The truth is that if we do not act now, we will surely act later. Having protected the freedom and autonomy of the Kurds since the Kuwait war, we cannot abandon them now, or leave them dependent on protection from Iran. We have to go back to Iraq to rescue democracy. After all, as Margaret Thatcher said at the time of the Falklands, why else do we have armed forces?

  • British-Controlled Monarchy (1917-58) (Worldology) Hat tip to Sanjeev Kulkarni. The 20th century history of the Middle East following the break-up of the Ottoman-Turkish Empire following World War I. Today's problems are rooted in the incorrect partitioning of the region after World War I.


  • The Economics of the Iraq War (John Aziz, Pieria) It's a cruel joke that we went to war in Iraq on the pretext Saddam Hussein was in league with al-Qaeda, and now a splinter group of al-Qaeda - the Islamic State in Iraq and the Levant (ISIS) - controls swathes of the north of country, and is advancing on Baghdad. At least a million deaths, and the opportunity cost of at least $3 trillion dollars allocated by the West to that war. War is, above all, an economic decision. It is a decision to commit economic resources - money, time, energy, resources expertise, technology - to the battlefield. And for what? To make Iraq a freer, stabler, more successful country? To liberate the Iraqi people from oppression and spread democracy in the region? This endless sectarian bloodshed - foreseen by many of those who understood Iraq's sectarian nature - is not that.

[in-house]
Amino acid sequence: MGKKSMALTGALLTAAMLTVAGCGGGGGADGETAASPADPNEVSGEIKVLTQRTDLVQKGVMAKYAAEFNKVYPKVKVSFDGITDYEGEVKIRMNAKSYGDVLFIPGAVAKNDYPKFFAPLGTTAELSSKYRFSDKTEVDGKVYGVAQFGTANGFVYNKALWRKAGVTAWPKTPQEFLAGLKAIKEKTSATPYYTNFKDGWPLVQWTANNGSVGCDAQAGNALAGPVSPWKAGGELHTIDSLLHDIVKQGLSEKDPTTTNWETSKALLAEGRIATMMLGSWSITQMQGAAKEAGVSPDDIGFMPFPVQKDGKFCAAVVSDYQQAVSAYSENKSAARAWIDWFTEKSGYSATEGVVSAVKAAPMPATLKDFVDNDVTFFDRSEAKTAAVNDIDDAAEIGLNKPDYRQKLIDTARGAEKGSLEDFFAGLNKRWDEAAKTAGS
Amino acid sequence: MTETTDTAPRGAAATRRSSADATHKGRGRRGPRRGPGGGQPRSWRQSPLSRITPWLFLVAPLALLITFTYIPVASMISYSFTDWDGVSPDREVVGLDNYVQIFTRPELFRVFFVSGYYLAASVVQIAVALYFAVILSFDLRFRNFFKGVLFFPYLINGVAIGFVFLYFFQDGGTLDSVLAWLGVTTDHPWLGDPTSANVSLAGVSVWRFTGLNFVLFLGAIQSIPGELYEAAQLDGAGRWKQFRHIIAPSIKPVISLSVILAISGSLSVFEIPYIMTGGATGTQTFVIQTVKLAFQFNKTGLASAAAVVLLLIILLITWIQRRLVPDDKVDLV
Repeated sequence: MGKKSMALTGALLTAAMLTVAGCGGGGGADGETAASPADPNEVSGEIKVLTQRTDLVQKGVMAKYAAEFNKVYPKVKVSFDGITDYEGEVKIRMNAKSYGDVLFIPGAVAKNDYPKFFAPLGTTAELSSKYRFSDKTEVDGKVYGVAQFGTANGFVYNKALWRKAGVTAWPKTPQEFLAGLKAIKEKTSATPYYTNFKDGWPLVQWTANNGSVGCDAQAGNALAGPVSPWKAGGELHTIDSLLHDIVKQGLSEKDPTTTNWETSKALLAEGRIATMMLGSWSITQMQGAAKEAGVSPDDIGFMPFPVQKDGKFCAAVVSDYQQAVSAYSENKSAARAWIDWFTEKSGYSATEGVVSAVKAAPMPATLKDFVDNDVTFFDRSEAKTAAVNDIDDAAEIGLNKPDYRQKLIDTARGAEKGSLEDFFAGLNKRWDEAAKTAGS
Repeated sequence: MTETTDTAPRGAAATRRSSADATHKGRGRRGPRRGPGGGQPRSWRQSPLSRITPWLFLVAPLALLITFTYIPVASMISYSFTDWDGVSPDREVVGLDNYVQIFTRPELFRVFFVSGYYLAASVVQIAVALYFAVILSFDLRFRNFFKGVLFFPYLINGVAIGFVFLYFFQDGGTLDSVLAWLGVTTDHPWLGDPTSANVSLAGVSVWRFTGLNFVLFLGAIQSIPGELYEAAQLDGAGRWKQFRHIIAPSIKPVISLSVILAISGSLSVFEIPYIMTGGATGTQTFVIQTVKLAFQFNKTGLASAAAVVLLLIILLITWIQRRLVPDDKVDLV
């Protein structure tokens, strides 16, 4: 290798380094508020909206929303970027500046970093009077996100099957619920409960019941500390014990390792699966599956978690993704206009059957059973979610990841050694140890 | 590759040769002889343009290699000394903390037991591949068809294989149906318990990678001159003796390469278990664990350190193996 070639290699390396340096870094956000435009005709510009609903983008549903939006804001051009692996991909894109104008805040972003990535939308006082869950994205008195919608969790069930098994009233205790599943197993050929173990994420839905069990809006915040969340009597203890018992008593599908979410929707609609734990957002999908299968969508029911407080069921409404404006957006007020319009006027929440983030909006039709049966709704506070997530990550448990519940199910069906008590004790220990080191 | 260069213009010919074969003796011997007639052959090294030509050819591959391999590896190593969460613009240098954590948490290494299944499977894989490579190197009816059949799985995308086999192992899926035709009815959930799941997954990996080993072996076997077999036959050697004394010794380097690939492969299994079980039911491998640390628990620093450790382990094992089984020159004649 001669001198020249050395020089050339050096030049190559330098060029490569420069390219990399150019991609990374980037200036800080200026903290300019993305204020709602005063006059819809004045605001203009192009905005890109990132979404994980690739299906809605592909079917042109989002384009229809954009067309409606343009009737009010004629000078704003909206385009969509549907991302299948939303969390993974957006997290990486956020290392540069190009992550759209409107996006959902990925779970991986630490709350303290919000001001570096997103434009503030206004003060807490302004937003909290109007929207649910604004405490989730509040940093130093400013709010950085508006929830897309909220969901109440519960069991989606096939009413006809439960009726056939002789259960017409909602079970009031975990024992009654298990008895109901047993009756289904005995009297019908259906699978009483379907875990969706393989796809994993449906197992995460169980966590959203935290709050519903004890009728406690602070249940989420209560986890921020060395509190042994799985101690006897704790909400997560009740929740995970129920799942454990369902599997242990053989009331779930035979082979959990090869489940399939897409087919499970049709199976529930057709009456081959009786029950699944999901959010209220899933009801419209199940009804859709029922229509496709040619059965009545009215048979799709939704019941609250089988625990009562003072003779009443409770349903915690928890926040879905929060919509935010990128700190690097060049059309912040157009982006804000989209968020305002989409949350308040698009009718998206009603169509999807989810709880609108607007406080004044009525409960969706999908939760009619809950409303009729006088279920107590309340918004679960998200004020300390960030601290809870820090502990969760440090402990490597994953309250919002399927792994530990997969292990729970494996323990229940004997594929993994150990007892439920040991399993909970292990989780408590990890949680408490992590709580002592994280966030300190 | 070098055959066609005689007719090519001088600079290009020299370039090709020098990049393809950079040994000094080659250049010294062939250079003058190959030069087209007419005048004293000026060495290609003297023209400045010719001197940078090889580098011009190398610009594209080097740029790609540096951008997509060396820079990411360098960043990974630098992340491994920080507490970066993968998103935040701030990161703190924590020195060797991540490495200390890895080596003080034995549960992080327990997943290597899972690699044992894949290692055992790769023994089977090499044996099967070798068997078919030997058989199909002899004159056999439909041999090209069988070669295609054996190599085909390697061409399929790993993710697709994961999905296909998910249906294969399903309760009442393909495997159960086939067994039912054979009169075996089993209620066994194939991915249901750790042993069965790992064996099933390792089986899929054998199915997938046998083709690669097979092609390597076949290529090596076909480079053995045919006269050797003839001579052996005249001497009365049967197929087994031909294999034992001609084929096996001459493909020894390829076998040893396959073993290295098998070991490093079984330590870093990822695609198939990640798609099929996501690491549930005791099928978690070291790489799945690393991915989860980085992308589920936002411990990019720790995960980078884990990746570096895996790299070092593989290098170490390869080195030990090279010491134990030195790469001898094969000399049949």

Today there are 11 articles discussed 'behind the wall'.

Six of the articles discussed today are related to investing topics.

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  • Public Pension Plans: Boom and Bubble Forever Or Bust (Wolf Richter, Testosterone Pit) Even if an unreasonable assumption of average annual returns of 7.7% the average of all public pension funds is 72% underfunded. On top of that, for the past ten years the average for all these funds has been that only 84% of the annual required contribution has been paid. For the three years 2010-2012 only 81% and for 2013 82% of required contributions were made. With the 7.7% return assumption public plans are underfunded by $1.1 trillion. If a more realistic average annual return of 5% is achieved the shortfall will be $3 trillion (50% underfunded).